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Realizing the promise of universal health coverage

Tim Evans's picture



UHC Coalition: Realizing the Promise of Universal Health Coverage

When we marked UHC Day at this time last year, the world had just adopted the Sustainable Development Goals, including Universal Health Coverage as a target. This was worth celebrating.

This year, just within this past month, we now have global agreement on how exactly progress towards UHC will be measured. For Universal Health Coverage to be meaningful, all people should have access to the health services they need, and at a price they can afford.  The SDGs will now measure concrete progress towards both of these aspects of UHC.  Each country will be evaluated on service coverage (measuring the proportion of the population which has access to 16 essential health services) as well as financial protection (measuring the proportion of households which spend too much of their budget on healthcare costs). 

If we don’t measure the right things we are not likely to do the right things, so getting these measures in place is also worth celebrating. But these indicators are also also notable because it took over a year of coordinated effort by the global health community to get them included as official SDG indicators. WHO and the World Bank provided the technical analysis that defined the right UHC indicators, civil society groups worked tirelessly to persuade decision-makers at all levels to agree to them, and countries have shown their commitment by adopting them. This level of focus and coordination gives our work ahead a strong tailwind.

We now have more data on financial protection than ever before to guide the decisions and policies of countries, international partners and global health actors. In 2007, for example, we had data on financial protection from 89 countries. Today, The World Bank and the WHO have information gleaned from 550 household expenditure surveys collected from 125 countries, which together represent more than 85% of the global population.

There is less robust information on service coverage, with too many data gaps for too many countries. There is more work to be done here, but data we do have shows  that while we’re on the right path, we have a long way to go to ensure quality healthcare service that is economically viable for countries and households.

In Africa, for example, there has been major progress on health service coverage.  Many more children sleep under insecticide-treated bed-nets at night, and many more women access antenatal care during pregnancy and skilled birth attendants during childbirth.  But there are large disparities within countries, and progress has been very uneven for services like treatment for HIV-AIDS and access to clean water and sanitation. For example, in Eastern and Southern Africa, home to almost half of all people living with AIDS globally, an estimated 54% (10 out of 19 million) people with HIV receive treatment. In West and Central Africa however, only 28% (1.8 out of 6.5 million) of people with HIV receive treatment.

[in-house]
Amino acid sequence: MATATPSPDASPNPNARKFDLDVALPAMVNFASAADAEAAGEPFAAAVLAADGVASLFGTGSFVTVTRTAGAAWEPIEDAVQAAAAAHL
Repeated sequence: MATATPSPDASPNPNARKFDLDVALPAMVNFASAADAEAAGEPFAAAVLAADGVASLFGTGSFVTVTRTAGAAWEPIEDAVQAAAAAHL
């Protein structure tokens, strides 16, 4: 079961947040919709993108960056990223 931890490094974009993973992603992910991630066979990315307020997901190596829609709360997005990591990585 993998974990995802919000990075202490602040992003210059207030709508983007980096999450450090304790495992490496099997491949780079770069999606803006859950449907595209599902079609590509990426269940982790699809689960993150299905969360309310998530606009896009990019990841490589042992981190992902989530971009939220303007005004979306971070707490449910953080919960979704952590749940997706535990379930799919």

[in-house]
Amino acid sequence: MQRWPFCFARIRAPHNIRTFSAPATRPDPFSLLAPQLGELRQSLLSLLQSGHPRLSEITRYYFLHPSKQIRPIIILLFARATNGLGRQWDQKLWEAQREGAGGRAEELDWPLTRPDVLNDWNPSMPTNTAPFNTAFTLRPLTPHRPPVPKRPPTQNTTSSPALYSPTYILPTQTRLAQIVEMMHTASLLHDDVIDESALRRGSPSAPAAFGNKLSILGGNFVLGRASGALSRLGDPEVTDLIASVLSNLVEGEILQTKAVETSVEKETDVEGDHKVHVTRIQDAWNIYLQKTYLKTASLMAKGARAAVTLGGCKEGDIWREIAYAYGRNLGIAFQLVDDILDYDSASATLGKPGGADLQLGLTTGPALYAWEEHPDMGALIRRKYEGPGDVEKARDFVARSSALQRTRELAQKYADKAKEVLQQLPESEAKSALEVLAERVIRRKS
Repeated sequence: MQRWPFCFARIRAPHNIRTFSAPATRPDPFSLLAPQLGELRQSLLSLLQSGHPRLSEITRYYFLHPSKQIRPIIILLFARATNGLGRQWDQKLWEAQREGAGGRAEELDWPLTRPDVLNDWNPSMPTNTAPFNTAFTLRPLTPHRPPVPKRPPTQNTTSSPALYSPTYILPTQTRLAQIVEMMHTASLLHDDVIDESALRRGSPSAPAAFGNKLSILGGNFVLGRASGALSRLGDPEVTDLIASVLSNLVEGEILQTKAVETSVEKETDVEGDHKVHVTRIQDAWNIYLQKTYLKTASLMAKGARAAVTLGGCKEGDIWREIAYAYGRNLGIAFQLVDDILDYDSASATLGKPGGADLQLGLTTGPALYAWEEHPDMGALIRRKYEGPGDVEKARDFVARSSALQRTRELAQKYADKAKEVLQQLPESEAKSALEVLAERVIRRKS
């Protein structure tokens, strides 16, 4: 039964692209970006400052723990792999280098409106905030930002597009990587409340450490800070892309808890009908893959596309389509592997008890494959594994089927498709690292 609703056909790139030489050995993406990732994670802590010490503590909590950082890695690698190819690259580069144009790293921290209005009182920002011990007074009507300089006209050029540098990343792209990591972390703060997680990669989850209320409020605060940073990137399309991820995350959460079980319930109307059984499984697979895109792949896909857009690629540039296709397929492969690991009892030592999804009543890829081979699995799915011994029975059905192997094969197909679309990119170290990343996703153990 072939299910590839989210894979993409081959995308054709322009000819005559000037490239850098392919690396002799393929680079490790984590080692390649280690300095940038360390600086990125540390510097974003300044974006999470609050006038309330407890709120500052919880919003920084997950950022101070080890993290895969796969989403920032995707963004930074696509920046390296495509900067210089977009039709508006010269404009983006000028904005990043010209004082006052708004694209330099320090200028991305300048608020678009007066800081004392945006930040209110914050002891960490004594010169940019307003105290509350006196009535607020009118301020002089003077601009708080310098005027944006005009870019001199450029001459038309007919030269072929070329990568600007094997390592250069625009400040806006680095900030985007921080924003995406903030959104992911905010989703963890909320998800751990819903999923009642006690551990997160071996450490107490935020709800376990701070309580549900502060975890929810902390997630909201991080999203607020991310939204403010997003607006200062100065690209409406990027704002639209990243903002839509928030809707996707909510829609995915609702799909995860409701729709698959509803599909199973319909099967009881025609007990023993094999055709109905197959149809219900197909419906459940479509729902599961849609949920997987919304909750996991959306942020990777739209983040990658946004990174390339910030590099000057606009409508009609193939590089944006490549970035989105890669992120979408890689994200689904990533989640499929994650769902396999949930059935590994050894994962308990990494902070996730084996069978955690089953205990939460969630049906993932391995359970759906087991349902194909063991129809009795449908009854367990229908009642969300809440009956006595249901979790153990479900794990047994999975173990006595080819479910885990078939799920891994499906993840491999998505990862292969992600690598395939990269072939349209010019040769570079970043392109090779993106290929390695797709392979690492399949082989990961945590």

On financial protection, it is estimated that 11 million Africans are falling into poverty every year due to out of pocket payments for healthcare costs. Most patients pay for health services from their own household income, especially in low and lower middle income countries. While total health spending on the continent has grown rapidly in the past two decades, most of it comes from patients’ own out-of-pocket spending and international assistance.  To be sustainable, UHC needs more domestically-generated finance, with insurance or other pre-payment mechanisms keeping patient spending to a minimum.  But despite a commitment by African countries in 2001 to spend 15 percent of their budgets on health, only four currently do so. 

Getting good health outcomes does not always mean investing in expensive hospital-based care with state-of-the-art equipment.  The reality is that 90 percent of a population’s healthcare needs can be met through a strong primary healthcare system, with patients only needing hospitals and specialists 10 percent of the time.  Countries with strong primary health care see fewer children die before their fifth birthday and more people living longer and healthier lives. They also see greater health equity, since the poor are more likely to access primary health care services in their community than go to an expensive hospital.  Strengthening people-centered primary healthcare services which target the poorest and most vulnerable should be the first order of business.

Strong, financially sustainable health systems create healthy citizens, who can then get the education and skills they need to thrive in a dynamic global economy. Health does indeed produce wealth. UHC Day is a chance for us all to redouble our commitment to invest in it.
 

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